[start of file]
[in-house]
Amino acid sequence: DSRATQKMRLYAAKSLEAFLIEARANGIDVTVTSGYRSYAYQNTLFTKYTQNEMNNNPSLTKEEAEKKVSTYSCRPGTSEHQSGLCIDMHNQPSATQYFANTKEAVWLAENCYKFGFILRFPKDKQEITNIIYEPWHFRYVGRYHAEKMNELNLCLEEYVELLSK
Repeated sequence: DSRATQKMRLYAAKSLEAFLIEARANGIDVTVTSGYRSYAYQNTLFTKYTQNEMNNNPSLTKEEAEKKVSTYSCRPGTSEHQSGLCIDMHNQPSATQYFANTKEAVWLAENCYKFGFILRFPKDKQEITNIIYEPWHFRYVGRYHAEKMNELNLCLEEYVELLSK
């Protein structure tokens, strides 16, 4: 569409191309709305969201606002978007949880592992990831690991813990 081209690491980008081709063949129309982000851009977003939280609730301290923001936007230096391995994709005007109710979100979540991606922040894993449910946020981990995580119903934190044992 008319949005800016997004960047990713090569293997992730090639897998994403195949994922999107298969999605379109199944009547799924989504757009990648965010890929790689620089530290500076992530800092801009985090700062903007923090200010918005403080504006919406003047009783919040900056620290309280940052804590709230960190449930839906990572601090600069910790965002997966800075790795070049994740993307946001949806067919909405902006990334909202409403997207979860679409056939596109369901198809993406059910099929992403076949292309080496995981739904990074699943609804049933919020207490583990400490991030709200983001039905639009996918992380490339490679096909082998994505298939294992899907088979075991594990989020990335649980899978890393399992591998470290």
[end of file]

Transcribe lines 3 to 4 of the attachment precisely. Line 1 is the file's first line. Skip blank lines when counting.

Repeated sequence: DSRATQKMRLYAAKSLEAFLIEARANGIDVTVTSGYRSYAYQNTLFTKYTQNEMNNNPSLTKEEAEKKVSTYSCRPGTSEHQSGLCIDMHNQPSATQYFANTKEAVWLAENCYKFGFILRFPKDKQEITNIIYEPWHFRYVGRYHAEKMNELNLCLEEYVELLSK
């Protein structure tokens, strides 16, 4: 569409191309709305969201606002978007949880592992990831690991813990 081209690491980008081709063949129309982000851009977003939280609730301290923001936007230096391995994709005007109710979100979540991606922040894993449910946020981990995580119903934190044992 008319949005800016997004960047990713090569293997992730090639897998994403195949994922999107298969999605379109199944009547799924989504757009990648965010890929790689620089530290500076992530800092801009985090700062903007923090200010918005403080504006919406003047009783919040900056620290309280940052804590709230960190449930839906990572601090600069910790965002997966800075790795070049994740993307946001949806067919909405902006990334909202409403997207979860679409056939596109369901198809993406059910099929992403076949292309080496995981739904990074699943609804049933919020207490583990400490991030709200983001039905639009996918992380490339490679096909082998994505298939294992899907088979075991594990989020990335649980899978890393399992591998470290």